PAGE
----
_________________                              _________________
   |                 |                            |                 |
   |  Controller     |=========== NAT ? ==========|  Meas Agent     |
   |_________________|                            |_________________|

                                  <-              Key Negotiation &
                                                  Encryption Setup
   Encrypted Channel              ->
   Request Capabilities           ->
   Equipment ID & Status
                                  <-              Reply Equipment ID
                                                  Capabil. & Status
   Measurement                    ->
   (MP IP Addrs, set of
    Metrics, Schedule)
                                  <-              ACK (new Status)

   Primarily IP addresses and pseudonyms are exchanged first, then
   measurement-related information of interest such as the metrics,
   schedule, and IP addresses of measurement devices.

   An organization operating the controller having no service
   relationship with the user who hosts the measurement agent *could*
   gain real-name mapping to public IP address through user
   participation in an LMAP system.

8.4.2.  Collector <-> Measurement Agent

   The high-level communication model for interactions between the LMAP
   Measurement Agent and Collector is illustrated below.  The primary
   purpose of this exchange is to authenticate and collect results from
   a Measurement Agent, which it has measured autonomously and stored.

    _________________                              _________________
   |                 |                            |                 |
   |  Collector      |=========== NAT ? ==========|  Meas Agent     |
   |_________________|                            |_________________|

                                  <-              Key Negotiation &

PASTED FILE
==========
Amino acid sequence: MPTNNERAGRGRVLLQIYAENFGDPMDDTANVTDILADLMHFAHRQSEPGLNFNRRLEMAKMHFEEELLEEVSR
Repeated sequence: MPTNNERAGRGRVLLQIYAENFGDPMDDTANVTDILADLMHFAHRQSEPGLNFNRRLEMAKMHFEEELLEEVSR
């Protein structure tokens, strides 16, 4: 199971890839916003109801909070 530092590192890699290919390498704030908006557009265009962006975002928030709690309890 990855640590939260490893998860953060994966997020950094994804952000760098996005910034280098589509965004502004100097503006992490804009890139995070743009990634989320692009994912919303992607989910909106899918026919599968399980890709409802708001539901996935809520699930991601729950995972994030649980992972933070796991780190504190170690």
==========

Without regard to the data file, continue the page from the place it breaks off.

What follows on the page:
Encryption Setup
   Encrypted Channel              ->
   Request Capabilities?          ->
   Equipment ID & Status
                                  <-              Reply Equipment ID
                                                  Capabil. & Status
                                  <-              Measurement Results
                                                  (MP IP Addrs, set of
                                                  Metrics, Values)
   ACK                            ->

   Primarily IP addresses and pseudonyms are exchanged first, then
   measurement-related information of interest such as the metrics,
   schedule, results, and IP addresses of measurement devices.

   An organization operating the collector having no service
   relationship with the user who hosts the measurement agent *could*
   gain real-name mapping to public IP address through user
   participation in an LMAP system.

8.4.3.  Active Measurement Peer <-> Measurement Agent

   Although the specification of the mechanisms for measurement is
   beyond the LMAP scope, the high-level communications model below
   illustrates measurement information and results flowing between
   active measurement devices as a potential privacy issue.  The primary
   purpose of this exchange is to execute measurements and store the

    _________________                              _________________
   |                 |                            |                 |
   |  Meas Peer      |=========== NAT ? ==========|  Meas Agent     |
   |_________________|                            |_________________|
                                  <-              Key Negotiation &
                                                  Encryption Setup
   Encrypted Channel              ->
   Announce Capabilities          ->
   & Status
                                  <-              Select Capabilities
   ACK                            ->
                                  <-              Measurement Request
                                                (MA+MP IPAddrs,set of
                                                  Metrics, Schedule)
   ACK                            ->

   Measurement Traffic            <>              Measurement Traffic